I think most of us probably know the proper useage of an apostrophe. To show possession (Mary's shirt), omission ('09, y'all), plural posessive (all the shoes' laces). Click here for a good site on the apostrophe.

But what about "homeowners policy"? Since it's a singular policy, I would think it would be a singular possessive homeowner. Of course, there could always be two people who own the policy. But, in general, it seems the insurance industry doesn't use an apostrophe in "homeowners policy." So should we?

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How are you? One of these days I'll make it to a get-together

But back to homeowners association - I don't use an apostrophe - just an association of which many belong but no one owns it
Hey, Shelly. I hope you can make it to one of the SoCal CSR Outings. They're always lots of fun. I'll be doing another one in a month or so, so be ready! :)
I think I don't use an apostrophe and look at it as descriptive rather than possessive.
I do not use an apostrophe for homeowners policy...

But I do find myself confused more often than not about "workers compensation."

Should that have an apostrophe somewhere?
Workers' Compensation is a governmental body, so I cap it. And the California Division of Workers' Compensation uses an apostrophe, so I guess we should too.

Now if I could just be sure about homeowners policy. I think it's become commonplace to not use an apostrophe, but that doesn't necessarily mean it shouldn't be used by us. Punctuation and grammar rules still apply to us. I'm thinking if it's only referring to one person's policy, it should be homeowner's policy; more than one person or multiple policies, homeowners' policies.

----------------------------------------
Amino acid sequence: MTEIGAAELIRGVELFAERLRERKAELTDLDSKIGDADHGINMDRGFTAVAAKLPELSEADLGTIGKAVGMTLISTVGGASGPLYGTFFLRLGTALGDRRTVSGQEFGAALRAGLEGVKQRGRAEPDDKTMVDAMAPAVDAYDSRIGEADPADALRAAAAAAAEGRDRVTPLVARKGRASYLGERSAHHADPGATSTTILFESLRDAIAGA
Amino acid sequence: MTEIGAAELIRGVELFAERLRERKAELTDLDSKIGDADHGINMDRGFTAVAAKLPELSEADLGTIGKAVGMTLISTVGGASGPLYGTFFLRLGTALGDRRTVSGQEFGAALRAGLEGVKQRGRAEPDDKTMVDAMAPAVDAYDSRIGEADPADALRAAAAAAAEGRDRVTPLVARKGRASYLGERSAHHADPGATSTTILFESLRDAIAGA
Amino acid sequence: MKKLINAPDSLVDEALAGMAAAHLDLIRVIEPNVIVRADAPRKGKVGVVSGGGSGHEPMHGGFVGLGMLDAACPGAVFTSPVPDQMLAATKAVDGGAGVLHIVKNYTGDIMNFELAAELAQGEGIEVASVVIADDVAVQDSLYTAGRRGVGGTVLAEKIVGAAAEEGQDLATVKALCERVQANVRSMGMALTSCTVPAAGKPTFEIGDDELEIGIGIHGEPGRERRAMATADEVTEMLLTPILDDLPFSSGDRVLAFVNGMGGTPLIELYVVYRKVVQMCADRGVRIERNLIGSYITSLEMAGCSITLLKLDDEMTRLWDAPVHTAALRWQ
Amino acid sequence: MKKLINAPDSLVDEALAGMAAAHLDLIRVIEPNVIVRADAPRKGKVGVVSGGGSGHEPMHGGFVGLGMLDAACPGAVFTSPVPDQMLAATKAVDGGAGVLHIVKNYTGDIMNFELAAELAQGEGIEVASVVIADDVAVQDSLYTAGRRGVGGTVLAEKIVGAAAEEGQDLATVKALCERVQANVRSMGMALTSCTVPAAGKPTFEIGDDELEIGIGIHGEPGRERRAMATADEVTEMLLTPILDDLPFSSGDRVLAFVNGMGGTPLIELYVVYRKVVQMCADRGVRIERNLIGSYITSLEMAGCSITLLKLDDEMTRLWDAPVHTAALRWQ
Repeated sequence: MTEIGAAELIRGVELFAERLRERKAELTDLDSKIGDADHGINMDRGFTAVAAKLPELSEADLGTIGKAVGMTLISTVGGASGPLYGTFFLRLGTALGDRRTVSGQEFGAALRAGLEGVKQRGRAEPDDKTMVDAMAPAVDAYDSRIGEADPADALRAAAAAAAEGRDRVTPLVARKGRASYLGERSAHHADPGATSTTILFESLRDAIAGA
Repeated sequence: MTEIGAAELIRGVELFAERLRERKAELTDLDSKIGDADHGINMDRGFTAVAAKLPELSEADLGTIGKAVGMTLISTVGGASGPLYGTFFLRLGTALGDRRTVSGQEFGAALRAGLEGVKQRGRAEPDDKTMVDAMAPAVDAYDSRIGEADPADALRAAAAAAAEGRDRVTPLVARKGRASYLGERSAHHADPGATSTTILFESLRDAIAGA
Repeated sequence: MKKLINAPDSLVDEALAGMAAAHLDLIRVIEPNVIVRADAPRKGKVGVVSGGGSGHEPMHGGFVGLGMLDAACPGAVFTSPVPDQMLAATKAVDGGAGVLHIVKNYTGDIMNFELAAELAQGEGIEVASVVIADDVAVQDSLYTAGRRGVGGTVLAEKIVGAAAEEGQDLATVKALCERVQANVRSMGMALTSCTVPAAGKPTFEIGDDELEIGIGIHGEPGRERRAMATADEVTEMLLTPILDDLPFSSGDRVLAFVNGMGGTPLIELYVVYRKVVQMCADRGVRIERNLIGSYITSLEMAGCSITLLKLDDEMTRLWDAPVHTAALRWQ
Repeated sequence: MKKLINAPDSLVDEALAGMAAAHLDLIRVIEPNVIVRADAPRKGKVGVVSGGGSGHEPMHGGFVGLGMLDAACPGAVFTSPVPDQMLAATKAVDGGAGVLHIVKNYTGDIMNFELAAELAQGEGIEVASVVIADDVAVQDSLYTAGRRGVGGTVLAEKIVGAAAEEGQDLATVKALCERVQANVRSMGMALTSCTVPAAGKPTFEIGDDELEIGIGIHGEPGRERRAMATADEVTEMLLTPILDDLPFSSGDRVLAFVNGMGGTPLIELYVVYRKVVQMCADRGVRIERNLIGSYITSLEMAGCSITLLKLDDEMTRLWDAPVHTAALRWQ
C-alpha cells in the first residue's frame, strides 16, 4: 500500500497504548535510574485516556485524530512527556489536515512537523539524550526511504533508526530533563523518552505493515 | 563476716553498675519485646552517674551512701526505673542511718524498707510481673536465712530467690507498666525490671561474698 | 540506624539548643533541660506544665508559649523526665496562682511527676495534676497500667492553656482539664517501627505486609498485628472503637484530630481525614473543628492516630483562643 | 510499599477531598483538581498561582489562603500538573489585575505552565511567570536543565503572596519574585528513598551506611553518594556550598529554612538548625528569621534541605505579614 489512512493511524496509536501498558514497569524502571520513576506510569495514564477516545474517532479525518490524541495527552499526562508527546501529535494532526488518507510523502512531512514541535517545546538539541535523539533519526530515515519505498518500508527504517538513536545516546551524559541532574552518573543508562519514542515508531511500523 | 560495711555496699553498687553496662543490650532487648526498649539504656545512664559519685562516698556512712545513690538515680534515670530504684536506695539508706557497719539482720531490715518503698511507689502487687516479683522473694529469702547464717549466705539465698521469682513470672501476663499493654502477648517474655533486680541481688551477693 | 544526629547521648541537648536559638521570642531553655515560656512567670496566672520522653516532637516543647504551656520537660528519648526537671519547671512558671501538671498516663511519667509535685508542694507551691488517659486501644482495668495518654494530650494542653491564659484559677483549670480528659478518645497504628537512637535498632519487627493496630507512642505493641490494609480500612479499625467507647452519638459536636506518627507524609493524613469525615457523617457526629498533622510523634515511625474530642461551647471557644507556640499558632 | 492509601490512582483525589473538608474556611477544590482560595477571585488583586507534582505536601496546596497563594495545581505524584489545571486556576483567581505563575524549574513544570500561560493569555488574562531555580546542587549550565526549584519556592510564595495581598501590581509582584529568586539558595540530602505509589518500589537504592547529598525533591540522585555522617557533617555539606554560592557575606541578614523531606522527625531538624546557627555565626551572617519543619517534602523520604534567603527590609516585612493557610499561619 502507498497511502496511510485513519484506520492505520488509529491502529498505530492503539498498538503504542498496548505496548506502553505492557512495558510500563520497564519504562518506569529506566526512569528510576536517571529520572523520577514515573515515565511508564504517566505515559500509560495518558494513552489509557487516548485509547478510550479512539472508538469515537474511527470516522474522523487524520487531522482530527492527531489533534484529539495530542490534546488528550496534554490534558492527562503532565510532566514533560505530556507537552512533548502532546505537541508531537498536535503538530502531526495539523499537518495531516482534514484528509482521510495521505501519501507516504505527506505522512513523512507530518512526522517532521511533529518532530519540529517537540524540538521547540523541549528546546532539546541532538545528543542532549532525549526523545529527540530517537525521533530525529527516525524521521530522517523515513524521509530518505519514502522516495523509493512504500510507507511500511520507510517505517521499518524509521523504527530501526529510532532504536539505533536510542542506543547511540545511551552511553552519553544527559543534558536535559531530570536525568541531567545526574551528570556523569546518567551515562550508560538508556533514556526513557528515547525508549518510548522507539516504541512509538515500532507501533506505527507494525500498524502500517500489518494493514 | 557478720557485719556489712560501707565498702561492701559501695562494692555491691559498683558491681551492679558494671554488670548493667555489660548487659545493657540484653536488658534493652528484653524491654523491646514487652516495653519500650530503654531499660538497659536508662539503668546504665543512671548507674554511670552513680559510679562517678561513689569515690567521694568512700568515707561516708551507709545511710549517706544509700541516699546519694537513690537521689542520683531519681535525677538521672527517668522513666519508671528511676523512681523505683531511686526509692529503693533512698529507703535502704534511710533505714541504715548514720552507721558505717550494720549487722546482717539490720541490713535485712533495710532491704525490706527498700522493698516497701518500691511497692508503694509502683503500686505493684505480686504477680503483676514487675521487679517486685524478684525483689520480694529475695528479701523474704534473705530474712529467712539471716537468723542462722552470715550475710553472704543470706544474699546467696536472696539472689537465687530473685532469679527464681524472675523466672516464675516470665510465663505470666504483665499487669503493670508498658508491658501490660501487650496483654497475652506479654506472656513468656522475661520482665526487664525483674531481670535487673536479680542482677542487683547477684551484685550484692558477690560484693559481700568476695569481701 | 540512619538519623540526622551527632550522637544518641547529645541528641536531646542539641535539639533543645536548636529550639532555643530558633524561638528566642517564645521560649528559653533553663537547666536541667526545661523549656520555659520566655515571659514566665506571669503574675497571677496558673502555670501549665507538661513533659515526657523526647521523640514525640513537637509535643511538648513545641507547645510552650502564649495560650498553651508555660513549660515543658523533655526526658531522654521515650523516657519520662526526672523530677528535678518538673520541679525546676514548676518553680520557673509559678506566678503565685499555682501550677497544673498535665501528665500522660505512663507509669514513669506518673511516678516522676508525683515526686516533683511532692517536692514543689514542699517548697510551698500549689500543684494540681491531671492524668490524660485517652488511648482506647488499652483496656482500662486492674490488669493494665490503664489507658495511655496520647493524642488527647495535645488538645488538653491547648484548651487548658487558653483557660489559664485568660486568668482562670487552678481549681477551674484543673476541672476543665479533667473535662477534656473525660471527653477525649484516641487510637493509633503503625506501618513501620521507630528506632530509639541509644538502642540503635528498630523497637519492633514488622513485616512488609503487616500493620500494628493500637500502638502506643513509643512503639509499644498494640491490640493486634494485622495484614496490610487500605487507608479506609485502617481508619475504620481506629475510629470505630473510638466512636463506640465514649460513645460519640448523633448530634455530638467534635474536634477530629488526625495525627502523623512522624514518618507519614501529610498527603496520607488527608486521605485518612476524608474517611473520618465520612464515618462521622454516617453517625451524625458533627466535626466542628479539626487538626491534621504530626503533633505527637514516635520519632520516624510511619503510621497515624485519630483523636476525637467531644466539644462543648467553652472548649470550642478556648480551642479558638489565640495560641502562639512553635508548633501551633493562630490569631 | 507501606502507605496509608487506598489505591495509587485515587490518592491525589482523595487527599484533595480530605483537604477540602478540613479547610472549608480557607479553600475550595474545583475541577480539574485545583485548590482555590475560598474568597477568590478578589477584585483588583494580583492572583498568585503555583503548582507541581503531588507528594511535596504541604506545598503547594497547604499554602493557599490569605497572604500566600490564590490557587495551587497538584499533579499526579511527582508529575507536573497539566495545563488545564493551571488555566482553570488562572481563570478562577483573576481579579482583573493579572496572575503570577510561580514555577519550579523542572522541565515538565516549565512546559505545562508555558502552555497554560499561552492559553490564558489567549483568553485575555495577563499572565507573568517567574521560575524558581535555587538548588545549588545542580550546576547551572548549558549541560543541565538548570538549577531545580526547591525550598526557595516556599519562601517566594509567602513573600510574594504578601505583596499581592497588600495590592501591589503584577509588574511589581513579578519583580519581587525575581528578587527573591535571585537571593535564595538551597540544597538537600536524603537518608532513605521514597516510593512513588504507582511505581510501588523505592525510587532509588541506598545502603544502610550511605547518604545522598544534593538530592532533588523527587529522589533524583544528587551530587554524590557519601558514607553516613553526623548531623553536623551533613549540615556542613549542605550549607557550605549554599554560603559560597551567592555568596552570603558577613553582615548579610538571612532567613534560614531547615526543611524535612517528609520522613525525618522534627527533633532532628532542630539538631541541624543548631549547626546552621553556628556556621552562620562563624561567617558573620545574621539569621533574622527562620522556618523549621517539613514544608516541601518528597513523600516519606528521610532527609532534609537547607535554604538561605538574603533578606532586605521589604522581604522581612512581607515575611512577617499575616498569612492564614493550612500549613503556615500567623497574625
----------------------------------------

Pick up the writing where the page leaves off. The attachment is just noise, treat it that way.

I don't cap workers' compensation unless they state the entire division or board or whatever agency they're talking about. I use it like social security. I don't cap social security number just like I don't cap workers' compensation claim. But I always use an apostrophe with workers' comp and workmen's compensation.

As an added authority, SearchMaster uses apostrophes with both and doesn't cap them. It also has homeowners insurance without an apostrophe.
This would be a good question to put to The Apostrophe Protection Society: http://www.apostrophe.org.uk/

I am glad this question was raised because it forced me to learn more. I love this kind of talk! :>)

After doing a Google search, I found the below-referenced snippet:

The key question to ask yourself when deciding whether you need an apostrophe is if you are talking about possession or ownership. If you are, you need an apostrophe. If you aren't, you don't need an apostrophe.

Depending on the context, the same words may need to be punctuated differently. Here's an example:

Did you mail the homeowner's insurance policy?
We now offer homeowners insurance.

In the first sentence, we're talking about one insurance policy that belongs to one homeowner. It's possessive, so homeowner's needs an apostrophe.

In the second sentence, we're talking about the type of insurance the firm is now offering. Homeowners is a descriptive word—an adjective—so it doesn't need an apostrophe.

Also, some sources say to treat proper names and general phrases differently. Using that rule, you could argue for American Medical Writers Association, but also writers' group.

Source: http://grammar.quickanddirtytips.com/grammar-apostrophes.aspx [Retrieved 24 April 2009]


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